Barabara Stanwyck and Humphrey Bogart aren't their usual selves in The Two Mrs. Carrolls (1947). She is not the femme fatale, and he isn't the hardboiled private eye. Lovers after a chance encounter, Bogart and Stanwyck wed shortly after Bogart's first wife passes away. This second Mrs. Carroll begins to bore Bogart, however, as she fails to inspire his paintings as she once did. However, a new muse has entered his life, played by Alexis Smith. Soon, Mrs. Carroll falls ill, with symptoms much like the first Mrs. Carroll's before she passed away...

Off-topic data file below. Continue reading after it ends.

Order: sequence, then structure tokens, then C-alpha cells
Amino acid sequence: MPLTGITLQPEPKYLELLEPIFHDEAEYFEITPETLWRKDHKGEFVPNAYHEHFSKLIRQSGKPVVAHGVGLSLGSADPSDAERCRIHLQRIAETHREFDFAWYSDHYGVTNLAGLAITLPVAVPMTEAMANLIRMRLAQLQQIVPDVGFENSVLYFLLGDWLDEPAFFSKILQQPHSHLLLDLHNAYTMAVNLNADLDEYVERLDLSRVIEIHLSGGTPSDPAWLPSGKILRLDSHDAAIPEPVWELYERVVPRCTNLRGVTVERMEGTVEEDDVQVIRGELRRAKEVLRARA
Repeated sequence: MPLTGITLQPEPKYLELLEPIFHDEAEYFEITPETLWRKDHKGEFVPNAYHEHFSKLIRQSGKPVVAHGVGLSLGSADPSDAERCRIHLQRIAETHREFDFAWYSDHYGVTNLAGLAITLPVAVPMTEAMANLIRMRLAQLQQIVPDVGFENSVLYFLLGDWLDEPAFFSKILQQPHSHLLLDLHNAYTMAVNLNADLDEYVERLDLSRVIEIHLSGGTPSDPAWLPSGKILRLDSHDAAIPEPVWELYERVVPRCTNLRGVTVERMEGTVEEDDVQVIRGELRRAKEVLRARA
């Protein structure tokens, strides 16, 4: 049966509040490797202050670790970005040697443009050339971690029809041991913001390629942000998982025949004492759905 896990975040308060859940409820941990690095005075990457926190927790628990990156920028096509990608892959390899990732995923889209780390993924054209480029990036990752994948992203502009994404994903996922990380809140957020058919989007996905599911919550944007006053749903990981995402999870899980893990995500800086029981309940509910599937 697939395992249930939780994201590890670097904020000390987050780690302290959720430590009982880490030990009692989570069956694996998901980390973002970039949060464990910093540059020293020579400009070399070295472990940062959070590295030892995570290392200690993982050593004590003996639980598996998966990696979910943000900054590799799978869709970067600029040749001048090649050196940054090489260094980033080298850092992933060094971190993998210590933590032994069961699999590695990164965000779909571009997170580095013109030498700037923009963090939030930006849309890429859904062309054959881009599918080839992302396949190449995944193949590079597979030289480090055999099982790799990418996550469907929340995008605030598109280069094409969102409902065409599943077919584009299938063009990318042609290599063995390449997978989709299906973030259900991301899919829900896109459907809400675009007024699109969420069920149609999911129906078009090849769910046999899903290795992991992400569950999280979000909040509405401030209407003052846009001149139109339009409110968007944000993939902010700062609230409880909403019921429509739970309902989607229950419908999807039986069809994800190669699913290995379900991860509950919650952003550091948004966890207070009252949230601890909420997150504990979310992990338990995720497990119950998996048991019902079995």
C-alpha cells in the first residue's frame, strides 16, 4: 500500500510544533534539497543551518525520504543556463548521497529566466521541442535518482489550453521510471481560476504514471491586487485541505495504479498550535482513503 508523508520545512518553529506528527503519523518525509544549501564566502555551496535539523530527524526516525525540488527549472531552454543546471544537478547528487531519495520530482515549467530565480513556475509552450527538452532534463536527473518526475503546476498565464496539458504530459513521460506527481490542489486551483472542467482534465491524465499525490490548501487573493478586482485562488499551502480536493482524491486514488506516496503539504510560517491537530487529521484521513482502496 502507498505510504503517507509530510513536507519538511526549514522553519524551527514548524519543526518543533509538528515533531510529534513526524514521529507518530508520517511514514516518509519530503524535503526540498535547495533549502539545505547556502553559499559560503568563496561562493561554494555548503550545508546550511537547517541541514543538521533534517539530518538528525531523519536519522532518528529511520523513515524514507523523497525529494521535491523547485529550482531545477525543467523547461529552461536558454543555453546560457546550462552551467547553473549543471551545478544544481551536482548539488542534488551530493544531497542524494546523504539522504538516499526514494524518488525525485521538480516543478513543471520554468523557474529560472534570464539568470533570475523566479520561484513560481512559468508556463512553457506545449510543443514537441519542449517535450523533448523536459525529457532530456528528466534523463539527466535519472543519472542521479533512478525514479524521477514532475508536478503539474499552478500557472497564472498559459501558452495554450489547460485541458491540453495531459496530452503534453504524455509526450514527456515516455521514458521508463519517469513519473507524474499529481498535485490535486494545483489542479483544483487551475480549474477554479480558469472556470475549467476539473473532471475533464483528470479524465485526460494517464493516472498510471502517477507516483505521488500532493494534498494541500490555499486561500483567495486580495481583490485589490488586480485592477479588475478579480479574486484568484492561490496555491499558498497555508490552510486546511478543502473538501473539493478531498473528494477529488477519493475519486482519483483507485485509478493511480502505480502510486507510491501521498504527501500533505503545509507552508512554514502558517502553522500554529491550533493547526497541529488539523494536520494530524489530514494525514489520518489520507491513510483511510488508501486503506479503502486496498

Director Peter Godfrey, while delivering a solid noir-melodrama, reuses much of the imagery and tension that Alfred Hitchcock used in his film Suspicion (1941): the shot of Bogart holding the poisoned glass of milk is a straight copy of Cary Grant in the earlier film. Both films, however, distinguish themselves in different ways. Hitchcock's film is a family-sized red herring served on a silver platter; Godfrey, on the other hand, consummates the tale of deceit and delivers a murderer at the end of the film. Thomas Job's script (from the play by Martin Vale) is excellently written, with smart dialogue and a handful of wry stock characters (the grumpy maid, the elderly fisherman) that, as often is the case, are the most memorable parts of the film.
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